Chemist Victor A. Snieckus of Kingston, Ontario, will be honored August 28 by the worlds largest scientific society for inventing more efficient and ecologically benign ways to create, among other things, a new painkiller, fungicide for wheat crops, conducting materials and other compounds. He will receive the 2001 Arthur C. Cope Scholar Award from the American Chemical Society at its national meeting in Chicago.
Snieckus, who holds the Bader chair in organic chemistry at Queens University, is only the third Canadian to win the award. He compared his research efforts to stacking Lego blocks in all variety of patterns and forms, with one big difference no one has pre-set which ones should click together, he said.
His specialty is making organometallic compounds, whose combination of carbon and metal atoms makes them reactive in unique ways. For example, researchers at the drug company Pharmacia Corp. use a Snieckus method to prepare celecoxib (Celebrex), an arthritis painkiller less likely than others to cause serious stomach problems. The chemists research team has also discovered a means to protect wheat crops against a destructive fungus, called Take-all.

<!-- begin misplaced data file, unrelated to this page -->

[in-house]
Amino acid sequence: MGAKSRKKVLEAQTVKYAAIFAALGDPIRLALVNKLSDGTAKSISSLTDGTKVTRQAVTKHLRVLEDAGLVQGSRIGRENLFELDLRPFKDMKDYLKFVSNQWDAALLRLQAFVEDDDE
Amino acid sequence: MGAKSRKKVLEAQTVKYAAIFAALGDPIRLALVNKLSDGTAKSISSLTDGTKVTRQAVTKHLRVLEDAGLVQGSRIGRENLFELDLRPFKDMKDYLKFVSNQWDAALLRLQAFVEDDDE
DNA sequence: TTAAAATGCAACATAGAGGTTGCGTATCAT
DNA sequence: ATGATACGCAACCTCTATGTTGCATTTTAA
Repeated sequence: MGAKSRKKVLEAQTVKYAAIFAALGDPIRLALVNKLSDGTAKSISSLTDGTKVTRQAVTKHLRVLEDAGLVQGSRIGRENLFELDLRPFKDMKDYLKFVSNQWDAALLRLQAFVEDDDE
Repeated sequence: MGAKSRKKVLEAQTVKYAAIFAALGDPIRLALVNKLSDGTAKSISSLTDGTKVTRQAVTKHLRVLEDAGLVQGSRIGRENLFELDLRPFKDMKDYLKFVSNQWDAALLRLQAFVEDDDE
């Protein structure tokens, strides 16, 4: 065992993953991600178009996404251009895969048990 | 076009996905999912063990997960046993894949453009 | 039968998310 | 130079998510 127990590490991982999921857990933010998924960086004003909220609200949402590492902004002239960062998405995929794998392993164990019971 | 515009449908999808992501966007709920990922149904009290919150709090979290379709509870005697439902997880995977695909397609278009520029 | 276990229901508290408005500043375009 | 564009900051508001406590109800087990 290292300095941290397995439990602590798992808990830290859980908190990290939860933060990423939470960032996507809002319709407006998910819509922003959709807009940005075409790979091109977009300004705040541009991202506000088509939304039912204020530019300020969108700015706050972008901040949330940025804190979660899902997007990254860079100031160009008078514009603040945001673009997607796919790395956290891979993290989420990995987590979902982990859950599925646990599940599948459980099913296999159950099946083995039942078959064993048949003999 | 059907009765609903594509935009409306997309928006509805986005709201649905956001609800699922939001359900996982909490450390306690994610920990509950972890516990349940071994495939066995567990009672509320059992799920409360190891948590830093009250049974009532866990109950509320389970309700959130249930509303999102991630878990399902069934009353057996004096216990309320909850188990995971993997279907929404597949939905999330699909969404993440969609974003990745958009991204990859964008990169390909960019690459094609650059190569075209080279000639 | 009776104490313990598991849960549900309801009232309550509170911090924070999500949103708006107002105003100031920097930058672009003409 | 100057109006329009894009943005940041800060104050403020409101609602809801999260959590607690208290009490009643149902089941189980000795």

When asked why he became a chemist, Snieckus described what he called exclamation points in my mind not only teachers and other role models in chemistry, but also experiences like the beautiful color of a high school experiment and an explosion in a friends backyard, very close to my face, after we thought that the nitroglycerin we had made was a dud, he remembered. Outside the laboratory, he enjoys hockey, jazz and the history of chemistry in reverse order as I get older, he said.